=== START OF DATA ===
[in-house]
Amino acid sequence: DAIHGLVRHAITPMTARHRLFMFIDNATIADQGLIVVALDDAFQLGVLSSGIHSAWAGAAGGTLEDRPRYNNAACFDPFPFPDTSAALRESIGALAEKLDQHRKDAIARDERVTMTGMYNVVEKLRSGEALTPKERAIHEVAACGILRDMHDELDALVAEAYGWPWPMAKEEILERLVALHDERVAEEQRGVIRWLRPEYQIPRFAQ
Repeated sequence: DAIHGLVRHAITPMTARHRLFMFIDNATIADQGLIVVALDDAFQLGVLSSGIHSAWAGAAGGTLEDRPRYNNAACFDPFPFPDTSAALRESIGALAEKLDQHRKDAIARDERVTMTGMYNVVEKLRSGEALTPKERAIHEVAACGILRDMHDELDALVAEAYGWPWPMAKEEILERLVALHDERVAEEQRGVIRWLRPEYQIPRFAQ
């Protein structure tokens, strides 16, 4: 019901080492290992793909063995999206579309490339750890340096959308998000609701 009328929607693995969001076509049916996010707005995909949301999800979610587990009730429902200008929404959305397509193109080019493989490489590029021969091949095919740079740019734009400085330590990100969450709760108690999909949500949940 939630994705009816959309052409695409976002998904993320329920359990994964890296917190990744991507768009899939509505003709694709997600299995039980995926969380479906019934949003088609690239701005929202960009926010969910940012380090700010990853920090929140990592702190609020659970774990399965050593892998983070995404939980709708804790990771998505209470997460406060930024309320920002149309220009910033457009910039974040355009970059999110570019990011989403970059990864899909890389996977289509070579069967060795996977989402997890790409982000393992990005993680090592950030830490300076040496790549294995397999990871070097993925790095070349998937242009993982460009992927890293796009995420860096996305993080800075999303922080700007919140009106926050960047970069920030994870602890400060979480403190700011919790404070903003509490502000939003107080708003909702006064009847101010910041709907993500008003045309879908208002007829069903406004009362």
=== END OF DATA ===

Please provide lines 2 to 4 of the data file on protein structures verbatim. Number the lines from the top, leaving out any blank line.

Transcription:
Amino acid sequence: DAIHGLVRHAITPMTARHRLFMFIDNATIADQGLIVVALDDAFQLGVLSSGIHSAWAGAAGGTLEDRPRYNNAACFDPFPFPDTSAALRESIGALAEKLDQHRKDAIARDERVTMTGMYNVVEKLRSGEALTPKERAIHEVAACGILRDMHDELDALVAEAYGWPWPMAKEEILERLVALHDERVAEEQRGVIRWLRPEYQIPRFAQ
Repeated sequence: DAIHGLVRHAITPMTARHRLFMFIDNATIADQGLIVVALDDAFQLGVLSSGIHSAWAGAAGGTLEDRPRYNNAACFDPFPFPDTSAALRESIGALAEKLDQHRKDAIARDERVTMTGMYNVVEKLRSGEALTPKERAIHEVAACGILRDMHDELDALVAEAYGWPWPMAKEEILERLVALHDERVAEEQRGVIRWLRPEYQIPRFAQ
């Protein structure tokens, strides 16, 4: 019901080492290992793909063995999206579309490339750890340096959308998000609701 009328929607693995969001076509049916996010707005995909949301999800979610587990009730429902200008929404959305397509193109080019493989490489590029021969091949095919740079740019734009400085330590990100969450709760108690999909949500949940 939630994705009816959309052409695409976002998904993320329920359990994964890296917190990744991507768009899939509505003709694709997600299995039980995926969380479906019934949003088609690239701005929202960009926010969910940012380090700010990853920090929140990592702190609020659970774990399965050593892998983070995404939980709708804790990771998505209470997460406060930024309320920002149309220009910033457009910039974040355009970059999110570019990011989403970059990864899909890389996977289509070579069967060795996977989402997890790409982000393992990005993680090592950030830490300076040496790549294995397999990871070097993925790095070349998937242009993982460009992927890293796009995420860096996305993080800075999303922080700007919140009106926050960047970069920030994870602890400060979480403190700011919790404070903003509490502000939003107080708003909702006064009847101010910041709907993500008003045309879908208002007829069903406004009362």